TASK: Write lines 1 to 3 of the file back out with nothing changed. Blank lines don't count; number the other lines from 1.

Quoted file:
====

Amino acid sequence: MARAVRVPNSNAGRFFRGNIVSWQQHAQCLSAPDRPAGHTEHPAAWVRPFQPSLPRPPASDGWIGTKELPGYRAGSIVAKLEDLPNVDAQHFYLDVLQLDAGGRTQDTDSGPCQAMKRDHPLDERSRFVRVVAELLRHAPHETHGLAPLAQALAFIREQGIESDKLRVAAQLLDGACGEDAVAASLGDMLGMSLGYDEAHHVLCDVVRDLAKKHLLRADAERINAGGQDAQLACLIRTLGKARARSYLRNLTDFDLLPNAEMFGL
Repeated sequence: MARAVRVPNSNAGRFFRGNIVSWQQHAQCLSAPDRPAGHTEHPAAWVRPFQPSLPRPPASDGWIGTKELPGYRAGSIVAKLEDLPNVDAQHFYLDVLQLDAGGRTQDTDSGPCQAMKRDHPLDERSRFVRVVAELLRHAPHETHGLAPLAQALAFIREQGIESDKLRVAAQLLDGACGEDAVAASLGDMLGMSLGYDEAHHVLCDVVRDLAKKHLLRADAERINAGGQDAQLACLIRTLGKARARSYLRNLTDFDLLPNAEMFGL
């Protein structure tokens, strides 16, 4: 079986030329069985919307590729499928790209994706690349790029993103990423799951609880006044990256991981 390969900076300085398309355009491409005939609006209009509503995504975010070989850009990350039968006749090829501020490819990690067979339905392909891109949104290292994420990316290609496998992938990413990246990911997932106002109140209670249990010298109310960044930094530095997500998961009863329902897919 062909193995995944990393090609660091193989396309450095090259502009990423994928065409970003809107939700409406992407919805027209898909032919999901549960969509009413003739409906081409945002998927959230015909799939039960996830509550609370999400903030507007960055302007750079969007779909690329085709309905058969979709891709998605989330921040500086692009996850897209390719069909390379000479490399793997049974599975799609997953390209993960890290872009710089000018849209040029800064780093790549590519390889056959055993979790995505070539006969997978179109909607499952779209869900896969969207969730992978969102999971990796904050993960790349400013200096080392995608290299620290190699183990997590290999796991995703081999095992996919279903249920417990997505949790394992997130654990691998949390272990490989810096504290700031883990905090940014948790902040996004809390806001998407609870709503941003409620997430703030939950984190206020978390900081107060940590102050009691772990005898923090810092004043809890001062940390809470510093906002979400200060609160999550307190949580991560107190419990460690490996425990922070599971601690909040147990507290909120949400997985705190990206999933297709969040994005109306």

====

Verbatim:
Amino acid sequence: MARAVRVPNSNAGRFFRGNIVSWQQHAQCLSAPDRPAGHTEHPAAWVRPFQPSLPRPPASDGWIGTKELPGYRAGSIVAKLEDLPNVDAQHFYLDVLQLDAGGRTQDTDSGPCQAMKRDHPLDERSRFVRVVAELLRHAPHETHGLAPLAQALAFIREQGIESDKLRVAAQLLDGACGEDAVAASLGDMLGMSLGYDEAHHVLCDVVRDLAKKHLLRADAERINAGGQDAQLACLIRTLGKARARSYLRNLTDFDLLPNAEMFGL
Repeated sequence: MARAVRVPNSNAGRFFRGNIVSWQQHAQCLSAPDRPAGHTEHPAAWVRPFQPSLPRPPASDGWIGTKELPGYRAGSIVAKLEDLPNVDAQHFYLDVLQLDAGGRTQDTDSGPCQAMKRDHPLDERSRFVRVVAELLRHAPHETHGLAPLAQALAFIREQGIESDKLRVAAQLLDGACGEDAVAASLGDMLGMSLGYDEAHHVLCDVVRDLAKKHLLRADAERINAGGQDAQLACLIRTLGKARARSYLRNLTDFDLLPNAEMFGL
């Protein structure tokens, strides 16, 4: 079986030329069985919307590729499928790209994706690349790029993103990423799951609880006044990256991981 390969900076300085398309355009491409005939609006209009509503995504975010070989850009990350039968006749090829501020490819990690067979339905392909891109949104290292994420990316290609496998992938990413990246990911997932106002109140209670249990010298109310960044930094530095997500998961009863329902897919 062909193995995944990393090609660091193989396309450095090259502009990423994928065409970003809107939700409406992407919805027209898909032919999901549960969509009413003739409906081409945002998927959230015909799939039960996830509550609370999400903030507007960055302007750079969007779909690329085709309905058969979709891709998605989330921040500086692009996850897209390719069909390379000479490399793997049974599975799609997953390209993960890290872009710089000018849209040029800064780093790549590519390889056959055993979790995505070539006969997978179109909607499952779209869900896969969207969730992978969102999971990796904050993960790349400013200096080392995608290299620290190699183990997590290999796991995703081999095992996919279903249920417990997505949790394992997130654990691998949390272990490989810096504290700031883990905090940014948790902040996004809390806001998407609870709503941003409620997430703030939950984190206020978390900081107060940590102050009691772990005898923090810092004043809890001062940390809470510093906002979400200060609160999550307190949580991560107190419990460690490996425990922070599971601690909040147990507290909120949400997985705190990206999933297709969040994005109306």